Givenergy seems to be significantly cheaper than Solaredge but I have read positive things with Givenergy so can't quite decide yet.

    Having an EV charger, and Air conditioning system at home I would assume I need the higher battery/inverter discharge rate.

    Thanks
    In my understanding it will only double the discharge rate if you have an inverter coupled to each battery.

    The Giv-HY 5.0 inverter is capable of 6500W DC power, I assume it's Battery DC to Inverter DC to Consumer unit AC.
    Giv-Bat 5.2kwh is only capable of 3000W.

    Even if Giv-HY 5.0 inverter is capable of 6500W DC power, it still won't pull that much if there are 2 batterys?


    If you look at the inverter it's max charge/discharge rate is 3600W - so to achieve what you're asking you will need an inverter per battery (two inverters and two batteries) to allow a total higher discharge rate. 
    If the battery is limited to a max of 3000W discharge this will then be the limiting factor. So with two inverters and two batteries ( one coupled to each) maximum theoretical discharge will be 6kW (6000W).

    Max DC Power  6500W (incoming from battery and solar PV) 
    The inverter it's max AC discharge rate is 5000W (Nominal AC Output Power):

    https://www.givenergy.co.uk/pdf/Version 2.0/Hybrid Inverter.pdf


  • 94JDH
    94JDH Posts: 143
    First Anniversary First Post Name Dropper
    Forumite
    vienly said:
    94JDH said:
    vienly said:
    94JDH said:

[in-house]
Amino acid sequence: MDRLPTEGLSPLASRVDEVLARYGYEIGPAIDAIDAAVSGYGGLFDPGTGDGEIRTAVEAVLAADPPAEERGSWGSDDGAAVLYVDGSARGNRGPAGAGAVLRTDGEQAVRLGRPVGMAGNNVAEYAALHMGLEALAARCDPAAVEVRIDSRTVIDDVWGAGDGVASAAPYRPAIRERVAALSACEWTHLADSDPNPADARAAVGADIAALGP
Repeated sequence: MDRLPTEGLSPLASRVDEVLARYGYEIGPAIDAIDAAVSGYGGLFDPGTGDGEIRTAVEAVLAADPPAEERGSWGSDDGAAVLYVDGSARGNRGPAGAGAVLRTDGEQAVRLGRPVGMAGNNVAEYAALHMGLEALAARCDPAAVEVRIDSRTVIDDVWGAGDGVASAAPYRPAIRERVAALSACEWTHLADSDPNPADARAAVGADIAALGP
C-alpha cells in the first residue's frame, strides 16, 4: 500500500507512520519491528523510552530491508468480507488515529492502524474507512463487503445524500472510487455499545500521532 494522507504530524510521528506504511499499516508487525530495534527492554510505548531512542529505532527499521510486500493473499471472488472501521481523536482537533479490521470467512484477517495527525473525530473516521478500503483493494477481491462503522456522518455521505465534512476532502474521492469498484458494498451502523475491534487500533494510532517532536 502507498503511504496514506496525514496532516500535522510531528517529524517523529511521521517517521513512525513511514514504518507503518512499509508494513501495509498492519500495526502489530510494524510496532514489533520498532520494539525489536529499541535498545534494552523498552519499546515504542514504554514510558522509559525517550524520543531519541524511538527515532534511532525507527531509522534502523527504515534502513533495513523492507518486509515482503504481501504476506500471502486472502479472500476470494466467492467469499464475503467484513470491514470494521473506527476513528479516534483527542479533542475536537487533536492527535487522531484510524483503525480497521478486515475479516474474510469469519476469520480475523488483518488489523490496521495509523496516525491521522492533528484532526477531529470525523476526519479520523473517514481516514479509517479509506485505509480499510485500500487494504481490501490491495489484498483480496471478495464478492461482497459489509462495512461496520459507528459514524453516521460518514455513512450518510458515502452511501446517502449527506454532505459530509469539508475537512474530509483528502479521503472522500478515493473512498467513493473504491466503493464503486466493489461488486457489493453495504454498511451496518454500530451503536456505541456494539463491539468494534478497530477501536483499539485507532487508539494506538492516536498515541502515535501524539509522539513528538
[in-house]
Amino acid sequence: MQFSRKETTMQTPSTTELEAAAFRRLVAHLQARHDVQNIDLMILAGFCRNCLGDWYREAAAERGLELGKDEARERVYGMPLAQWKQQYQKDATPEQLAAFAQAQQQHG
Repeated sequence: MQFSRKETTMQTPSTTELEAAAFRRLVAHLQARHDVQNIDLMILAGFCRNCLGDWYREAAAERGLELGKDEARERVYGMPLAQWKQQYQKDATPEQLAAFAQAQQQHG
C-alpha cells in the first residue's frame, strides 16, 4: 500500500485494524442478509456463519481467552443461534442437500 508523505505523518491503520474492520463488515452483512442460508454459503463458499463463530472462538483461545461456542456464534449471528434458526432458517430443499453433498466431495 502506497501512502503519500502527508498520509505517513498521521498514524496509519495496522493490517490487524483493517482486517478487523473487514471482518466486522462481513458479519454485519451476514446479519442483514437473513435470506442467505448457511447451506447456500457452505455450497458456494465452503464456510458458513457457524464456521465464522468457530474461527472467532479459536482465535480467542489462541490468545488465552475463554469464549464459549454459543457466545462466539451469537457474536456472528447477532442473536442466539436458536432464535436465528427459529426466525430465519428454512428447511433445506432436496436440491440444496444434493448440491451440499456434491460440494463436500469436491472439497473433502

vienly said:
    Can someone who is familiar with Givenergy answer this question please?

    If I understand correctly Givenergy Giv-Bat 5.2kwh has a discharge rate of 3kWh (51.2v x 60A = 3kWh)
    If I have 2 Givenergy Giv-Bat 5.2kwh paired, would the output/discharge rate be doubled to 6kWh, or it doesn't work like that?

    Reading the Givenergy spec sheet I can't seem to see it.

    I've been quoted both Solaredge and Givenergy, Solaredge has a higher battery discharge rate than Givenergy.

    Givenergy seems to be significantly cheaper than Solaredge but I have read positive things with Givenergy so can't quite decide yet.

    Having an EV charger, and Air conditioning system at home I would assume I need the higher battery/inverter discharge rate.

    Thanks
    In my understanding it will only double the discharge rate if you have an inverter coupled to each battery.

    The Giv-HY 5.0 inverter is capable of 6500W DC power, I assume it's Battery DC to Inverter DC to Consumer unit AC.
    Giv-Bat 5.2kwh is only capable of 3000W.

    Even if Giv-HY 5.0 inverter is capable of 6500W DC power, it still won't pull that much if there are 2 batterys?


    If you look at the inverter it's max charge/discharge rate is 3600W - so to achieve what you're asking you will need an inverter per battery (two inverters and two batteries) to allow a total higher discharge rate. 
    If the battery is limited to a max of 3000W discharge this will then be the limiting factor. So with two inverters and two batteries ( one coupled to each) maximum theoretical discharge will be 6kW (6000W).

    Max DC Power  6500W (incoming from battery and solar PV) 
    The inverter it's max AC discharge rate is 5000W (Nominal AC Output Power):